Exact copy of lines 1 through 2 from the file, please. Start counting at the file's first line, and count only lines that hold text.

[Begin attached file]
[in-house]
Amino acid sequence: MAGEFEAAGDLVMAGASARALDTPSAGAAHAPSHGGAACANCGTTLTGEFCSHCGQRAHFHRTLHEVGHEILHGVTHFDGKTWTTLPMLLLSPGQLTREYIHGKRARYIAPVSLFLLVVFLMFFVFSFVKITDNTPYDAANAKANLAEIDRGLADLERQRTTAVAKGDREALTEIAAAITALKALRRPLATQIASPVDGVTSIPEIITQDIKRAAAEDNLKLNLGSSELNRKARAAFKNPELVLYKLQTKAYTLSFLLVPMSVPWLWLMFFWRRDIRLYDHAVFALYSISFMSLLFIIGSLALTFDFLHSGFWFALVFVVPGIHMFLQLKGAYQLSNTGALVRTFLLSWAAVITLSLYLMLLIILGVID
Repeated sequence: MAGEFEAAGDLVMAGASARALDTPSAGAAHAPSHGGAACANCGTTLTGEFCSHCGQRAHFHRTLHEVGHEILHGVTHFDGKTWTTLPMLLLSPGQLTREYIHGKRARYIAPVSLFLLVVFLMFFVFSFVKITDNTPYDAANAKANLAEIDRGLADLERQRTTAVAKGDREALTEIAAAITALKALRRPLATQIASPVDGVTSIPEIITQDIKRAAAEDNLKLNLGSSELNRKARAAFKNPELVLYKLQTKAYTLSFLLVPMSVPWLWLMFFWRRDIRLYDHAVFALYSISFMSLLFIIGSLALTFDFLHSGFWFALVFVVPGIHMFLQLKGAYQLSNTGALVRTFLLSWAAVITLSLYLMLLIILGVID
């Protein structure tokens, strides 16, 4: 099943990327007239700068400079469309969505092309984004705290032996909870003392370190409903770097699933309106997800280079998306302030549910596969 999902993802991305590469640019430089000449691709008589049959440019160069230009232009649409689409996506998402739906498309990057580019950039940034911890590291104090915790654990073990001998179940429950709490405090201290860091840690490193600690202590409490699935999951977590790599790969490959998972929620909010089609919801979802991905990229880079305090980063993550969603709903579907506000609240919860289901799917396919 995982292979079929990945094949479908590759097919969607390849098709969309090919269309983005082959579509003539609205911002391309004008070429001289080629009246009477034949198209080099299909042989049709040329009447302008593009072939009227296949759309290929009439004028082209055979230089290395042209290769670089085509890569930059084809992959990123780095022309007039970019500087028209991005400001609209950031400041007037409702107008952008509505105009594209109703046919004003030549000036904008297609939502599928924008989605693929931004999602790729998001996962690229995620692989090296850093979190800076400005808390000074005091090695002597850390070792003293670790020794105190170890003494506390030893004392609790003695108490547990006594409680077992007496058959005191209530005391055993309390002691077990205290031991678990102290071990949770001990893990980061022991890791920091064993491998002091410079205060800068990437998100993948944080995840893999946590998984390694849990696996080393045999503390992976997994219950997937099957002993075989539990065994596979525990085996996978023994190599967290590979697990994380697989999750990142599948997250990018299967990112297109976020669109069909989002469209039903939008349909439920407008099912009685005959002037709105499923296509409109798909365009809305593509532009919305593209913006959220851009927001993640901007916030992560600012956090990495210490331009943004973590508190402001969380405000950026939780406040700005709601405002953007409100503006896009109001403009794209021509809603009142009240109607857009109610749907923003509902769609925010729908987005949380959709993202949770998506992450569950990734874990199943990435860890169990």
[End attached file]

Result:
[in-house]
Amino acid sequence: MAGEFEAAGDLVMAGASARALDTPSAGAAHAPSHGGAACANCGTTLTGEFCSHCGQRAHFHRTLHEVGHEILHGVTHFDGKTWTTLPMLLLSPGQLTREYIHGKRARYIAPVSLFLLVVFLMFFVFSFVKITDNTPYDAANAKANLAEIDRGLADLERQRTTAVAKGDREALTEIAAAITALKALRRPLATQIASPVDGVTSIPEIITQDIKRAAAEDNLKLNLGSSELNRKARAAFKNPELVLYKLQTKAYTLSFLLVPMSVPWLWLMFFWRRDIRLYDHAVFALYSISFMSLLFIIGSLALTFDFLHSGFWFALVFVVPGIHMFLQLKGAYQLSNTGALVRTFLLSWAAVITLSLYLMLLIILGVID